Healthcare real estate investment trusts (REITs) invest in healthcare-related property types, among them skilled nursing facilities (SNFs), senior housing facilities, hospitals and medical office buildings. Healthcare REITs own the underlying real estate property and lease the property (usually through triple-net leases) to the actual healthcare operators. The performance of healthcare REITs depends on an array of factors, such as the operators’ occupancy rates and fees and receipts from third-party payors, including reimbursements under Medicare and Medicaid programs.
Many healthcare REITS have performed successfully over the years. But reductions in Medicare reimbursement rates − which primarily impact SNFs and hospitals − as well as shifts toward alternative care providers such as home health agencies may lead to increased revenue pressures on these REITs.
SNFs face the highest levels of government reimbursement risk, because Medicare and Medicaid typically account for the vast majority of SNF revenue. Cuts in these reimbursement rates could jeopardize the facility’s ability to pay rent. This in turn negatively impacts revenues for the healthcare REITs that own the properties.
This risk can be compounded by federal and state laws that complicate a healthcare REIT’s ability to exercise remedies against a tenant that defaults under a lease agreement. For example, the Internal Revenue Code provisions on REIT qualifications limit a REIT’s ability to actually operate and take control of the particular healthcare facility. A defaulting operator also may have Medicare recoupment obligations tied to its Medicare provider number, which could discourage any replacement operator. Further, state regulations may delay the healthcare REIT’s ability to replace a defaulting licensed operator. Many states have certificate-of-need laws requiring a healthcare property owner to demonstrate a need for a particular facility, such as an SNF, before any transfer of operating control can occur. As a result, if an operating tenant vacates or is forced out of a property, a healthcare REIT property owner may face regulatory delays in placing a new operating tenant.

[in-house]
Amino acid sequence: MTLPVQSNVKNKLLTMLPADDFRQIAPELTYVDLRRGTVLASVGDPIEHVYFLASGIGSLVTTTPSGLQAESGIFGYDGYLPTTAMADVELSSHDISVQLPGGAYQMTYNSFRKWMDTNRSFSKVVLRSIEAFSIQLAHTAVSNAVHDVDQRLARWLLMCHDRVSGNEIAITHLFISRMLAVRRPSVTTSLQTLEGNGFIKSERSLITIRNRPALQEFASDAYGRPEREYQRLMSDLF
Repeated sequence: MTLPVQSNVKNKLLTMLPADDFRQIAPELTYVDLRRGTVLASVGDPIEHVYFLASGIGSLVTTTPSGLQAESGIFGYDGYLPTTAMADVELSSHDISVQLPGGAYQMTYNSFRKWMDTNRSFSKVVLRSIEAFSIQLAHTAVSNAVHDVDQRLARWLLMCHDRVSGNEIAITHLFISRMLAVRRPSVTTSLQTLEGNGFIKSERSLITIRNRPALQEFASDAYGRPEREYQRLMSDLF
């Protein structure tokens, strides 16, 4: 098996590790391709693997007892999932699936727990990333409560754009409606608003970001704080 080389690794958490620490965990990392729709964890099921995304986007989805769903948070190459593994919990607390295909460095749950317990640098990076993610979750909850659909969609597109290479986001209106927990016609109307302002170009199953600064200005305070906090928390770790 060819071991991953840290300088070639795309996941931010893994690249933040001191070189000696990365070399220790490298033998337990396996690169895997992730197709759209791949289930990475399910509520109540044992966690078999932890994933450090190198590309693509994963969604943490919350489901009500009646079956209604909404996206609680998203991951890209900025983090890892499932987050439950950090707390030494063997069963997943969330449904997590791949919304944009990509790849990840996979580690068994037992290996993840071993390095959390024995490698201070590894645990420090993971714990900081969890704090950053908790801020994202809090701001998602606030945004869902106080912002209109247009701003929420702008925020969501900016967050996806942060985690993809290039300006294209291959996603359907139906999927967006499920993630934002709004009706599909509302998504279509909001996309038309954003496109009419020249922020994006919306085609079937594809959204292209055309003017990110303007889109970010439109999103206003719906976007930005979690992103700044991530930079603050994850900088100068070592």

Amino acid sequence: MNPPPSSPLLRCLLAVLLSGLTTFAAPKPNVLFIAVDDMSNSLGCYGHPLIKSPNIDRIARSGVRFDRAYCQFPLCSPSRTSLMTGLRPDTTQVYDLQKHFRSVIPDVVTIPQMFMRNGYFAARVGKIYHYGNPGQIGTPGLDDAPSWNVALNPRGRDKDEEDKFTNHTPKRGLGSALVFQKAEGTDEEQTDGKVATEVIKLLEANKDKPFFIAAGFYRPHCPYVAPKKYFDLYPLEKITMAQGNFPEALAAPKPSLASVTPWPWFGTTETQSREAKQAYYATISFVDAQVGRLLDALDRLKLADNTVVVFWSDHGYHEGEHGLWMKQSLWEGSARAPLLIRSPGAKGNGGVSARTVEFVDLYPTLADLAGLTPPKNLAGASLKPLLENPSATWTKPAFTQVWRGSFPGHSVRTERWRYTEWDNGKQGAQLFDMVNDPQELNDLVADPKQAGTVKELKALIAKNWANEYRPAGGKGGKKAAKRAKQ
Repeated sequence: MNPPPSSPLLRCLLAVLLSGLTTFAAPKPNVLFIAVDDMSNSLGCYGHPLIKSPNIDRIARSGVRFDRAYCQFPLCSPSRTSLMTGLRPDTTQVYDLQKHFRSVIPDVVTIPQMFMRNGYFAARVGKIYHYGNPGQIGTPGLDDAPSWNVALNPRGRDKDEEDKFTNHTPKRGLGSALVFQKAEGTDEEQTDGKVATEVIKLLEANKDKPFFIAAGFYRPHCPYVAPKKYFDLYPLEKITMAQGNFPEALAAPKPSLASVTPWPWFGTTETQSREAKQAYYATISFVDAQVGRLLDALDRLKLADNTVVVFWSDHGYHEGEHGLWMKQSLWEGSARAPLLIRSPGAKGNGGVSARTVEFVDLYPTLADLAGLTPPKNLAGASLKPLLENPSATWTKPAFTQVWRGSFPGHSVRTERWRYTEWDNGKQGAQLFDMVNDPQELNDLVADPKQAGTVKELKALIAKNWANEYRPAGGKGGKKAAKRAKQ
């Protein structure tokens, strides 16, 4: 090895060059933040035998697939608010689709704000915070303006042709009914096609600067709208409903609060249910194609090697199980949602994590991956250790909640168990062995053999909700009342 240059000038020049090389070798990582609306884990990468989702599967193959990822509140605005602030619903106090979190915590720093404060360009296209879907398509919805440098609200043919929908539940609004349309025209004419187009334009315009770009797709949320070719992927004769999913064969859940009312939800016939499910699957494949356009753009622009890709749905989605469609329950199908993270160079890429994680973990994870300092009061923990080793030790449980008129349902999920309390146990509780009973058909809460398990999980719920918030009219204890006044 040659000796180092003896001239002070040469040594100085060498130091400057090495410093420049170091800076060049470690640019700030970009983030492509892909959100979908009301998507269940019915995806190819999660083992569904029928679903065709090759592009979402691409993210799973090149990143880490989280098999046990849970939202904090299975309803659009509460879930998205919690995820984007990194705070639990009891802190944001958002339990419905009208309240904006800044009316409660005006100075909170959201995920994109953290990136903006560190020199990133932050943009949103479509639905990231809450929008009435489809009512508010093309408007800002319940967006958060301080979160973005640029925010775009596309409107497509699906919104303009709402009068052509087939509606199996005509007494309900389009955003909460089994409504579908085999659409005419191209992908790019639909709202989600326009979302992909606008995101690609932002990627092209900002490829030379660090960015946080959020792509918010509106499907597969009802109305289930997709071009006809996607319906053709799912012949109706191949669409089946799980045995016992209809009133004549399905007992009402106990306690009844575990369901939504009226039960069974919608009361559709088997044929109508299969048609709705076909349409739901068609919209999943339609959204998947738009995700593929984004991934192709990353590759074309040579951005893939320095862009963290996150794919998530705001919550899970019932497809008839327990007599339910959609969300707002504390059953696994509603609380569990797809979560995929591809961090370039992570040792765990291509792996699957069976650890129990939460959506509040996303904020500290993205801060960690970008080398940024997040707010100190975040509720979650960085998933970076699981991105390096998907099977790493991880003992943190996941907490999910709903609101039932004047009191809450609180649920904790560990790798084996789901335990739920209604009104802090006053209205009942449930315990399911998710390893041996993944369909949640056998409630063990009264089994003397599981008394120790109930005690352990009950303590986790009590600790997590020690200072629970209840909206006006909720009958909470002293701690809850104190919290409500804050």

Due to these restrictions and a need to maintain occupancy at the applicable premises, healthcare REITs may have little choice but to support a defaulting tenant for a period of time and/or agree to grant rent relief to a defaulting tenant, with the healthcare REIT absorbing the accompanying decreases in revenue. Further, pressures on SNFs may lead to bankruptcy filings, which create a new set of issues for Healthcare REITs. The automatic stay in place under section 362 of the Bankruptcy Code will prevent any post-filing exercise of remedies (unless the healthcare REIT obtains bankruptcy court relief from the stay), and the defaulting tenant will have the ability under section 365 of the Bankruptcy Code to reject the lease agreement in the bankruptcy case, leaving the healthcare REIT landlord with a unsecured damages claim against the bankruptcy estate and a vacated property that, as described above, may take some time to re-let to a new occupant.
Many healthcare REITs continue to perform well and have positive long-term outlooks, not least because of favorable demographic changes in the United States. Indeed, the Administration on Aging, an agency of the US Department of Health and Human Services, projects that by 2030 there will be approximately 72.1 million persons 65 years or older − more than double the number in 2000 − and that persons 65 or older will represent nearly 20 percent of the US population by 2030. These figures suggest a great deal of potential for SNFs and senior living facilities and, relatedly, revenue for healthcare REIT landlords. However, healthcare REITs must be mindful of the challenges they may face due to other changes in the healthcare environment and constantly shifting federal and state law regulations on healthcare operators.
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